Hello YWAM Port of Peace Family, I miss Haiti more than “dearly” or any words that I could really put on this screen i’m writing on and you’re reading from. Let’s get right into it.
What is obedience?
Something drilled in us from childhood so that we grow up and become disciplined people? Sure.
A word a large percentage of the church doesn’t care to hear in the context of following God? maybe.
For me obedience is a constant pain in the backside, and the sweetest thing I’ve ever tasted. Why on Earth would someone that loves me so much put me through hard things… like leaving the nation that stole my heart and taught it a new rhythm to beat to? The nation that left me bleeding it’s culture and love everywhere I go. I’m not sure I was ever sutured up or whether my heart was put back in the proper place.
When I came to Mongolia last summer, the place God told me about from my bedroom in Haiti in the spring of 2021, I was completely appalled and offended that everyone had the audacity to not be Haitian. People here aren’t very vocal, if you’ve ever been to Haiti you know that it’s loud, beautifully loud, in your face loud, no ability to talk to your friend right in front of you at the restaurant loud. Mongolia is quiet, serene. I was also annoyed that my mouth and tongue had to configure themselves in a new way in order to fit in again. This time verbs needed to be conjugated… oof. I know that none of this explanation is incredibly linear nor am I giving you much setting and timing for clarity. I just know that you guys know I don’t live in Haiti anymore. She never left me though. I live in Mongolia now, still with YWAM. Still in love with Jesus and his crazy standards and his upside down kingdom. I’ve seen Mongolian kids that were once hellbent on suicide become heavenwardly joyful. I’ve seen bitter people crying hot soupy tears of gladness and forgiveness.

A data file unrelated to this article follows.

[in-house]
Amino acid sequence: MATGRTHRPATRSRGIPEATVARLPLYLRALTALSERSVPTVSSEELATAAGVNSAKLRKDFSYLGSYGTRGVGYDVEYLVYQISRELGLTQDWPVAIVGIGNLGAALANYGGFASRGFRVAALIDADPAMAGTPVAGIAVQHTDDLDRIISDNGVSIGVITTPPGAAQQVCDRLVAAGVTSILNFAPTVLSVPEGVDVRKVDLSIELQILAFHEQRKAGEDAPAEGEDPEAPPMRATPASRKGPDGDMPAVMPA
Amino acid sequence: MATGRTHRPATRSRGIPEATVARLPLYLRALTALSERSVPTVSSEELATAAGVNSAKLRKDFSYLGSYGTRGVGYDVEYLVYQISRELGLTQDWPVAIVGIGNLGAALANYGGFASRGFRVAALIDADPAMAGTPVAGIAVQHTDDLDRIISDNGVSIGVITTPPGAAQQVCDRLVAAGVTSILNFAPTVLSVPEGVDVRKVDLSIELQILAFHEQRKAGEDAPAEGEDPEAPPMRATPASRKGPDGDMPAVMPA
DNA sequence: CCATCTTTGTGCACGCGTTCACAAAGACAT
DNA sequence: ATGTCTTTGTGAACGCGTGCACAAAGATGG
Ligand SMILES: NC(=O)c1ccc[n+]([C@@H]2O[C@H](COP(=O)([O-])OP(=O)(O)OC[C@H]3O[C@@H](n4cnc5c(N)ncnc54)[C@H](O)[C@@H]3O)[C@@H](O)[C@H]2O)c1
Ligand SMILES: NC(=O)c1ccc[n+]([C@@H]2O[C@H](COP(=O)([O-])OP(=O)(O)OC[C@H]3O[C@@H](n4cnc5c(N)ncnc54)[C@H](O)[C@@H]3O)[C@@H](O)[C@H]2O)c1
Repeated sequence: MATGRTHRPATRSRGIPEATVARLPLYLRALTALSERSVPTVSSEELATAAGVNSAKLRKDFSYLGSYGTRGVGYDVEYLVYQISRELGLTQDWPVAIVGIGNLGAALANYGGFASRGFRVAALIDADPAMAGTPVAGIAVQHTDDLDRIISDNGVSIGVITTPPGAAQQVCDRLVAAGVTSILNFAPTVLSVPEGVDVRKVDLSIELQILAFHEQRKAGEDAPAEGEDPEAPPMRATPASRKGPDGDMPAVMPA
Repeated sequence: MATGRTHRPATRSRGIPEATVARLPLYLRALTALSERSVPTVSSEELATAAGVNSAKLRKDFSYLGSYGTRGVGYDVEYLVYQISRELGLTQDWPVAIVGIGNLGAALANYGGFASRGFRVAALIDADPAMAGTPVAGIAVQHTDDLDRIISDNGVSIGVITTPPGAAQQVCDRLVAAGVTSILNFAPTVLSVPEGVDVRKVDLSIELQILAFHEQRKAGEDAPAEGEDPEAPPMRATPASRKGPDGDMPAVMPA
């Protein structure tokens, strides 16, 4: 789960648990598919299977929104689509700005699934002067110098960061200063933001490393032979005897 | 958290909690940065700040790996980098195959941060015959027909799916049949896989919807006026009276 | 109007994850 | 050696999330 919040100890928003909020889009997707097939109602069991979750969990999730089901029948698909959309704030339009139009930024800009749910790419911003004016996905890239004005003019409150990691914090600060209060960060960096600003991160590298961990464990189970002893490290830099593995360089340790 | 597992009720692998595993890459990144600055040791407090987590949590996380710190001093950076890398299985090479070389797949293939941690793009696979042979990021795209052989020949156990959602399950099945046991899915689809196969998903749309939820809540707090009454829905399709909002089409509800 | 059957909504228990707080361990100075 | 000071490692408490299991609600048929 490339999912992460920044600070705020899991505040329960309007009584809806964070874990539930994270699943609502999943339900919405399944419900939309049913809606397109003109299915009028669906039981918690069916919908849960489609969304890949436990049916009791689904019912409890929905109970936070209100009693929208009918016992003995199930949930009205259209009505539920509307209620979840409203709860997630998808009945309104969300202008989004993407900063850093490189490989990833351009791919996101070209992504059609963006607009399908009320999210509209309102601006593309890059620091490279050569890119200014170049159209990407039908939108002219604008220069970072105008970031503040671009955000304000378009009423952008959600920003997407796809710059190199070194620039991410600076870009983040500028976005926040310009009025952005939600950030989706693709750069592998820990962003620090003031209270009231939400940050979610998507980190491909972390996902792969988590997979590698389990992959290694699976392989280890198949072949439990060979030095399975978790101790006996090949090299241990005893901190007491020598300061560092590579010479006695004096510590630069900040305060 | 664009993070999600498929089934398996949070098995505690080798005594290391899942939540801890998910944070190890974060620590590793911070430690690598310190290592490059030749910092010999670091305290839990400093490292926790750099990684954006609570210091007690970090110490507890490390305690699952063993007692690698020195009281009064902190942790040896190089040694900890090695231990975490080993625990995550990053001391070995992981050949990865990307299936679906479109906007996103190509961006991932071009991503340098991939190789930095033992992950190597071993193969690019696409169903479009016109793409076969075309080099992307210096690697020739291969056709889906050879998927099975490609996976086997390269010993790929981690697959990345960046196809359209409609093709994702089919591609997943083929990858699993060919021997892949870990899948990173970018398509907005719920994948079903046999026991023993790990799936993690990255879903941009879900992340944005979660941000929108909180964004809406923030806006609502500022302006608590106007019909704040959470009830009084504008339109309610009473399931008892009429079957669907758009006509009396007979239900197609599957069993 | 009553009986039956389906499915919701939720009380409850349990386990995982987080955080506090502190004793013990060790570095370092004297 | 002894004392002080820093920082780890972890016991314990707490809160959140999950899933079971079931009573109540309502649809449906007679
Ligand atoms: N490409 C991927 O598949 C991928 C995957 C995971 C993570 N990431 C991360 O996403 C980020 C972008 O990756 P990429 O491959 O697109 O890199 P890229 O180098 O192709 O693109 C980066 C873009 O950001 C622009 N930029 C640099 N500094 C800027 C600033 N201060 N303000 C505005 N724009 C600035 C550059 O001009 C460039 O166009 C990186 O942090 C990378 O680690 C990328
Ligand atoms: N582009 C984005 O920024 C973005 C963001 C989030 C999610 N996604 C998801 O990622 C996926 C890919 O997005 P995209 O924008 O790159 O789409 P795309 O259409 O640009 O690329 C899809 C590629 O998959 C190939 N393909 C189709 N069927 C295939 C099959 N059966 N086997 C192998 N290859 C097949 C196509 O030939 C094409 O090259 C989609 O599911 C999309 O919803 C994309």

Today I met an 88 year old woman who used to be deeply buddhist but had an encounter with Jesus many years ago amidst a wild revelation when some people came bearing The Gospel at her home. She listened all those years ago as these Christians talked about Jesus and what He did for us, and in that moment it clicked, she suddenly knew in hindsight that it was Him protecting her all her life, Him gently guiding her steps. After that she burned all her Buddhist books and started radically living for Him. Today she is a Bible school graduate who makes dumpling tea for the homeless and for alcoholics, and has Bible verses stuck on her window for passersby to see. She has bowed legs and constant headaches, and as we prayed for her and listened to her talk through her few teeth remaining, she shared that she’s ready to go home to Jesus in the most matter of fact way. Before going to see and meet her I was scared of praying for such an old lady with so many health problems as I have a doubt complex on healings (He’s working on me), but when we got there nothing had anything to do with me. It was just a really old, really obedient, really faithful woman doing what she can for her community. She didn’t have to move to the other side of the globe to make an impact or to be a missionary… she just read her bible and spit acts through the gap in her teeth, held the lowest up with her wrinkled hands, mended broken hearts with her wit and strength. She never had any kids of her own and though I only sat with her for 30 minutes, I’m one of her holy kids now. She handed me down an inheritance in the form of cookies and chocolate (Mongolian hospitality), and in the happiest “Hallelujah!”, I’ve ever heard. I never even got her name, but you’ll see her in heaven and I will too… she’ll be tricked out with medals and a big crown, no dental crowns needed, beaming up at Abba.
I just want to be like her. That’s why I’m here. That’s why I’m laying in between two of my students on the floor of a random church in the Gobi desert. I just want to be counted as faithful, I just want to be obedient and see more people fall in line behind His glorious leadership. Most of all I just wanted to see another side of His face.
Sincerely Jackson, yon pitit BonDye.